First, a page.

Inveterate design dealers Michèle Van Hove and Nicolas Vanderbeck, the owners of celebrated Barcelona antiques gallery Fins de Siècles, started buying furniture and objects for their fantasy Catalan country house some 18 years before they found the house itself.
The Belgian couple moved to Barcelona in 2002 and two years later opened a new gallery in their adopted city. Their specialty—pieces from the 1920s to 1960s, with a notable emphasis on Art Deco—stands out in a city where most dealers focus on Art Nouveau (the style of Gaudí) or more recent Scandinavian furnishings.
They wanted a place in the country as well but never found anything that persuaded them to buy. “Many properties were easy to dismiss based just on the realtor’s listing photos,” says Van Hove, noting that most revealed a local penchant for fussy country interiors with burgundy walls. Finally, four and a half years ago, they came across their dream home—rustic but chicly spare and informal—located in the village of Celrà, outside Girona, in northeastern Catalonia. It’s 70 miles from Barcelona, and just 18 miles from the beaches of the Costa Brava and 50 miles from their favorite wine merchants in Perpignan, France.
We wanted an all-white house, and we got it,” Vanderbeck says with a smile. “We add the colors we want with our art and objects.
Built in 1732, the home is a Catalan farmhouse known as a masía; traditionally, cows, sheep, pigs, and chickens lived on the ground level and the family upstairs. Because the house is slightly isolated from the village, it was used to shelter local children during the final stages of the Spanish Civil War, when Franco’s airplanes were bombing a nearby airstrip used by Republican forces. “The children lived and studied here—they even had an infirmary—and that history gave us a feeling of positive energy and peace about the house,” Van Hove recalls. “Better a children’s refuge than the house where the firing squad was based,” Vanderbeck adds dryly.
In 1973 the farm was completely renovated and modernized by architect Cristina Lopez Pavia and her partner, with the addition of running water and electricity. She devised the home’s simple whitewashed interiors, giving the place a summery vibe with built-in concrete sofas, banquettes, and beds typical of the hippie-chic villas of Ibiza and Mykonos at the time. She also added the aluminum door handles designed by Antoni de Moragas that give a distinctive modern edge.
Vanderbeck and Van Hove embraced the 1970s aesthetic and the charming imperfections inherent in a building almost 300 years old—none of the walls are plumb, and any 90-degree corners in the rooms are accidental. As avid furniture buffs, however, they did replace the generic built-ins with standout pieces from their collection. The house’s structural idiosyncrasies—all skimmed in crisp white paint, of course—make it the perfect foil for their sleek and chic Art Deco and modernist furnishings.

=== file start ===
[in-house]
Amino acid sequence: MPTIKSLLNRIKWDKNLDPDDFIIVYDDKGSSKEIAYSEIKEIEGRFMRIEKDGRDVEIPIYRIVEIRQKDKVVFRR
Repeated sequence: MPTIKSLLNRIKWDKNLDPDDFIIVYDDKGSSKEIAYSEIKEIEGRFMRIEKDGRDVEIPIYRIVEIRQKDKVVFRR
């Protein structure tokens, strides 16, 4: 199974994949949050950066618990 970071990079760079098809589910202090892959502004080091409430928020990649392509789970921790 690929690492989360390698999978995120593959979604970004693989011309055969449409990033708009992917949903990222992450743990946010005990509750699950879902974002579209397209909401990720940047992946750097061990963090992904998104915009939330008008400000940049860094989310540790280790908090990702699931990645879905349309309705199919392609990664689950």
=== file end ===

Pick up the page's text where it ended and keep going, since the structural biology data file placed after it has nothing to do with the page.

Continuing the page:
In the upstairs sitting room, Vanderbeck points to a glamorous and gleamingly polished Ico Parisi rosewood buffet and says, “Not even that stunner can take itself too seriously in here.” Ditto for the foyer, where Gio Ponti chairs, Italian ceramics, African sculptures, and an egg-shaped fireplace set the home’s casual, cozy, arty mood. A 1940s Italian cabinet in the dining room, picked up in Piacenza, now harbors piles of colorful pottery from the neighboring town of La Bisbal, known for its swirly blue and white glazes that seem perfectly on-trend but have been made here for centuries. The chandelier is the couple’s own creation, and the French 1950s yellow metal Deco bar cart is one of Vanderbeck’s favorite pieces.
In keeping with the living room’s grotto-like vaulted ceiling, they maintained the Ibiza-style built-in sofas as well as the groovy suspended steel fireplace—one of three in the house designed by Miguel Milá. Gesturing toward some porcelain polar bears lumbering across a nearby console, Vanderbeck admits to being an inexhaustible collector. In addition to the bears (which run from Czech to Sèvres), there are dozens of ceramic roosters and about 20 1970s Italian lamps.
Originally the farm’s hayloft, the large room on the top floor is now known as the “ballroom.” It’s here that Vanderbeck keeps his collection of more than 600 vinyl LPs and several vintage turntables. (He loves to deejay during their frequent parties.) The spectacular Spanish Deco sofa with astrakhan upholstery often hosts an overnight guest or two.
Sitting on nearly two acres, the garden is an ongoing project, with the house nestled amid stands of nettle trees and various suites of midcentury white curlicue wrought-iron furniture. Tucked behind some bushes are the pool and a new rustic pavilion built with massive pine logs from the property.
Abutting a nature preserve, the home takes in splendid views of pristine forested hills. New fences keep out the wild boars, which used to turn up in the evening to bathe in a little pond beyond the pool. “We’d be swimming or having drinks and suddenly hear a chorus of snorting, and we’d all have to make a mad dash for the house,” Van Hove recalls.
For such a discerning pair, the long wait was worth it for the right property. “We wanted an all-white house, and we got it,” Vanderbeck says with a smile. “We add the colors we want with our art and objects.”\